Stemming a biological ‘red tide’

The ever-entrepreneurial Renaissance man Andrew Economos has started The Red Tide Institute to combat the algae plaguing Florida’s Gulf Coast.

Those of you who are faithful readers of WAG magazine know that there are few more creative couples than Judith and Andrew Economos.

We first introduced you to the pair in the February 2013 WAG when we visited them in their fabulous Yonkers home, teeming with Judith’s paintings and sculptures and Andrew’s woodwork. Its rich carvings and sculpture garden were a tribute to their teamwork.

After some 40 years in the home, the two have returned to the place Andrew knew first — his hometown of Sarasota, Florida. There they’ve continued with their artistic endeavors, designing a new sculpture garden, renewing old acquaintances and encountering one familiar but always uninvited guest — the red algae that plague the Gulf Coast.

“It kills the fish,” Andrew says, “and produces noxious gases that cause people’s eyes and throats to burn. I first saw it in 1950 when it wiped out the natural sponge population before Dow (Chemical Co.) invented the synthetic sponge.

“This year has been particularly bad, with red algae killing millions of fish and hurting tourism.”

Eradicating the algae is a daunting challenge, one that calls for Andrew’s entrepreneurial spirit. As we wrote of him in 2013, he “got in on the ground floor of computers and data analysis, heading up that effort for NBC before starting his own company, RCS (Radio Computing Services), which he sold to Clear Channel, which in turn was bought by Bain Capital.”

So we were hardly surprised to hear that he has recently created The Red Tide Institute, “to eliminate or mitigate” the destructive algae. The institute is working with Mote Marine Laboratory & Aquarium, also of Sarasota, whose president and CEO is Michael P. Crosby, a marine biologist with a long career in academia and the federal government. Andrew says Crosby has a marine biologist in mind to head the institute but any announcement at the present would be premature.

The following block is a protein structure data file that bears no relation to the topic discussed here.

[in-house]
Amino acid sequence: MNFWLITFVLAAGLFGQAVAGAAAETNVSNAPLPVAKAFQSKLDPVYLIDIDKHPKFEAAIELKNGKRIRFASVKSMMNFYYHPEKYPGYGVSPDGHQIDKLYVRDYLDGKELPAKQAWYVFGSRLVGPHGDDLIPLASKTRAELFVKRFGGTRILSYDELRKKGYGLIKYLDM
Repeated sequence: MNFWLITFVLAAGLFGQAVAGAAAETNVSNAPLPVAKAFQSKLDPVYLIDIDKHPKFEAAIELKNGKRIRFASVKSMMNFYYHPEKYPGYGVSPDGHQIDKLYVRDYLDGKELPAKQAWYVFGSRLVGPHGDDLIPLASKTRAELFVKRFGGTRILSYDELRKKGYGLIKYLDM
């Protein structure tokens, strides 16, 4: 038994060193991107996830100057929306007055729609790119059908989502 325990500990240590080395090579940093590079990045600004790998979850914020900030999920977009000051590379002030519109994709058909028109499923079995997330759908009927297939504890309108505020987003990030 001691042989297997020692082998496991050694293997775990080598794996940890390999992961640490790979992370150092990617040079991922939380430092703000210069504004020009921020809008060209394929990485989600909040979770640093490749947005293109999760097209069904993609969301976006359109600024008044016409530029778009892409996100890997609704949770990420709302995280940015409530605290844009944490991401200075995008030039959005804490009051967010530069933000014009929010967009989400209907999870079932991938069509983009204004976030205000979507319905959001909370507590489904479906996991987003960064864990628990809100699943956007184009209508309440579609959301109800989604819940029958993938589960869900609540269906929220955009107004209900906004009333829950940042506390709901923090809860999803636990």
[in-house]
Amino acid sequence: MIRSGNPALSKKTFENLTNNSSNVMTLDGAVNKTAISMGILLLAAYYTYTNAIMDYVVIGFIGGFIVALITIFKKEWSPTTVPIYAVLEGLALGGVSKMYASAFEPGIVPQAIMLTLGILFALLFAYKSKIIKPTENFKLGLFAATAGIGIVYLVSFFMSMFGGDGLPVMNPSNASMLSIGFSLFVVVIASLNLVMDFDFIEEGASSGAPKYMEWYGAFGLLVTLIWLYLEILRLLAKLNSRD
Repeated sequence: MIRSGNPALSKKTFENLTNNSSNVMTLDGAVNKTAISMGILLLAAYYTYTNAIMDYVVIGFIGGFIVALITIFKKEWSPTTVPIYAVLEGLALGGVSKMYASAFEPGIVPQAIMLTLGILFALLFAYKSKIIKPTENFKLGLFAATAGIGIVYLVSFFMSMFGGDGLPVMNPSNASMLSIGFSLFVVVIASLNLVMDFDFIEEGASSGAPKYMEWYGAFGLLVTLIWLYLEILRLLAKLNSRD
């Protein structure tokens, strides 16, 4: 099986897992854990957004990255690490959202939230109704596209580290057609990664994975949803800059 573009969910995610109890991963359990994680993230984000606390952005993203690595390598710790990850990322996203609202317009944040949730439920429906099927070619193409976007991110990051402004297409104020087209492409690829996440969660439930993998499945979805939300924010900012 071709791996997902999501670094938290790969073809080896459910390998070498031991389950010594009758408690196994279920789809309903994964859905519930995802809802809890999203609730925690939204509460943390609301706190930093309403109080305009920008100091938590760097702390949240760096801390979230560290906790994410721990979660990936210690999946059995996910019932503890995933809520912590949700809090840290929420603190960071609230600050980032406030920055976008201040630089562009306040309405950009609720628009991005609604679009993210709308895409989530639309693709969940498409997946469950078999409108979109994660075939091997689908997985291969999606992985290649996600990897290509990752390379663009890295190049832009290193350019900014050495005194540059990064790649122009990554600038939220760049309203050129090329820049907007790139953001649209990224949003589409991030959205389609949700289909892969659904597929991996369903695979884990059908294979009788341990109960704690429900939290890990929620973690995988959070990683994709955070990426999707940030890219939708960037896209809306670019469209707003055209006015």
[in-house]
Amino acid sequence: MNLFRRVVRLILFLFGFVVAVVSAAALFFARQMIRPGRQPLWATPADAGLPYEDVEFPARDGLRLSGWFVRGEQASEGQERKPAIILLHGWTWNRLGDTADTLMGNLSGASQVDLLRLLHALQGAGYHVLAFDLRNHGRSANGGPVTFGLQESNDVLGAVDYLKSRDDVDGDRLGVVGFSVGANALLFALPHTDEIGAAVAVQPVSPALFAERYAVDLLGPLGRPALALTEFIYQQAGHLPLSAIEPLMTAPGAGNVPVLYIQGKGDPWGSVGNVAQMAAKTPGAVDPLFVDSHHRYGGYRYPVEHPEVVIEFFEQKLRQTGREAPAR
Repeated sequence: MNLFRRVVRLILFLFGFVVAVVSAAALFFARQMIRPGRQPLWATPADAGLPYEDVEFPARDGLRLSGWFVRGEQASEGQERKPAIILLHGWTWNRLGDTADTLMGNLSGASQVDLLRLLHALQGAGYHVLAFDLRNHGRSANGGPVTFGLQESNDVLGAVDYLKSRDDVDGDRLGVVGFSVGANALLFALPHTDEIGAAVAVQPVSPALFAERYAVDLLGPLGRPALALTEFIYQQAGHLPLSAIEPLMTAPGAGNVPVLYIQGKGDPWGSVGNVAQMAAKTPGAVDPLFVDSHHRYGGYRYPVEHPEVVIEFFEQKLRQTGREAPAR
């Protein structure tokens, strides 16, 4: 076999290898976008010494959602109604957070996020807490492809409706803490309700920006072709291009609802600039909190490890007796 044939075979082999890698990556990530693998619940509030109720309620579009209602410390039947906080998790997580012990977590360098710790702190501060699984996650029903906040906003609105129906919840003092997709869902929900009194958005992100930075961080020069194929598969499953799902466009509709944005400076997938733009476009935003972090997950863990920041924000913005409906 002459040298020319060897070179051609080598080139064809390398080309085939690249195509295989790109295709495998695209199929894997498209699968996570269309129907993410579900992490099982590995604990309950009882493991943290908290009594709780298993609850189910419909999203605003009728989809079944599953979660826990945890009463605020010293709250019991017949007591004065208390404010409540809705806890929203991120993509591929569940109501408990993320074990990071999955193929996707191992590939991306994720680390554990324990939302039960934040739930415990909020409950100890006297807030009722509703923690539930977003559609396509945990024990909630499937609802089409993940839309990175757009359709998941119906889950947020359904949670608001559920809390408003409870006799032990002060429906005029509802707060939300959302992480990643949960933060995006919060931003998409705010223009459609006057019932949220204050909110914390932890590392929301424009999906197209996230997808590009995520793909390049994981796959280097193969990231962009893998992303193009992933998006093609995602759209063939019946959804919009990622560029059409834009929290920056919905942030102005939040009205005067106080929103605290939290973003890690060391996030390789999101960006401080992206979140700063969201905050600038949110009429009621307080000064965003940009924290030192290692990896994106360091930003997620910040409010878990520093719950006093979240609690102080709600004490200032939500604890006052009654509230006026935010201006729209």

The institute and the lab are tasked with coming up with solutions to this longtime red menace, which has been given a boost, Andrew says, by the increasingly warm Gulf waters caused by climate change.

Japan has countered a different type of algae using clay. Back in Westchester, Andrew used charcoal dust and barley to destroy the green algae he found in his pond. But he adds that it’s one thing to apply such remedies to a small area, quite another to think they’ll work when they’re spread by a plane 50 miles from the shore, the way California combats forest fires with water and flame-retardant chemicals.

“That’s my paradigm,” he says of the Californian approach. In following it, he and his team will be asking one question:  “What is the most effective way to do this so we don’t kill the fish?”

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